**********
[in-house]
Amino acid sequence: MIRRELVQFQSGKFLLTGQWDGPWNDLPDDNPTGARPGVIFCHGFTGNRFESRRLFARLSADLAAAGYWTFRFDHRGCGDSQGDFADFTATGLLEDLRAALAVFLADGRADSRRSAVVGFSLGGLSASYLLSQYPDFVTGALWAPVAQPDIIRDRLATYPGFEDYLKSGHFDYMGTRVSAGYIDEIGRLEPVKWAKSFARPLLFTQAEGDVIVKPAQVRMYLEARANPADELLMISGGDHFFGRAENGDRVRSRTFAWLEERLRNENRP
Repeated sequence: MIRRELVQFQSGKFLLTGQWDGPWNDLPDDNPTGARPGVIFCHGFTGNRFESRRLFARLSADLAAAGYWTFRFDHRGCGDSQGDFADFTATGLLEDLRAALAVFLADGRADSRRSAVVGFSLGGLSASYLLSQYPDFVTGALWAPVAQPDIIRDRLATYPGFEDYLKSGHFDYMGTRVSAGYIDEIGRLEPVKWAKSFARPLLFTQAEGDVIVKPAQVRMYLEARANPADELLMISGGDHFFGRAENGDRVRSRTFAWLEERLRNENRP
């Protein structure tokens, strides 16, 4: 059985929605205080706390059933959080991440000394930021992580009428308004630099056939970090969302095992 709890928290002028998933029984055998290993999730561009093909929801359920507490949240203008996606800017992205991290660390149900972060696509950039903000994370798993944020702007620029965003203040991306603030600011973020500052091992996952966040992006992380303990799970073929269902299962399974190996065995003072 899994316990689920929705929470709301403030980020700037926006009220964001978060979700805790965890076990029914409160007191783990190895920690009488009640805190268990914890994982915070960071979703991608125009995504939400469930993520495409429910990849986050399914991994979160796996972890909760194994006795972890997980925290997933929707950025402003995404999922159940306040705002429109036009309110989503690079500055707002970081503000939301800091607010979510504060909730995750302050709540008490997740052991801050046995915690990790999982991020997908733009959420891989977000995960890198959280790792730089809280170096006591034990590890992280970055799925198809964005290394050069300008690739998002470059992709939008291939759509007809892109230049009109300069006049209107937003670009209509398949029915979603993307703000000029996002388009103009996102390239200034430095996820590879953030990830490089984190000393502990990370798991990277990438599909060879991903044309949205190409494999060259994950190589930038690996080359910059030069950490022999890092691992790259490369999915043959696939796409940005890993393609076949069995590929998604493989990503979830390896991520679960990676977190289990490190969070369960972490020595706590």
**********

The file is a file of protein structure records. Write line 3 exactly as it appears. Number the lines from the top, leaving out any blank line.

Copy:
Repeated sequence: MIRRELVQFQSGKFLLTGQWDGPWNDLPDDNPTGARPGVIFCHGFTGNRFESRRLFARLSADLAAAGYWTFRFDHRGCGDSQGDFADFTATGLLEDLRAALAVFLADGRADSRRSAVVGFSLGGLSASYLLSQYPDFVTGALWAPVAQPDIIRDRLATYPGFEDYLKSGHFDYMGTRVSAGYIDEIGRLEPVKWAKSFARPLLFTQAEGDVIVKPAQVRMYLEARANPADELLMISGGDHFFGRAENGDRVRSRTFAWLEERLRNENRP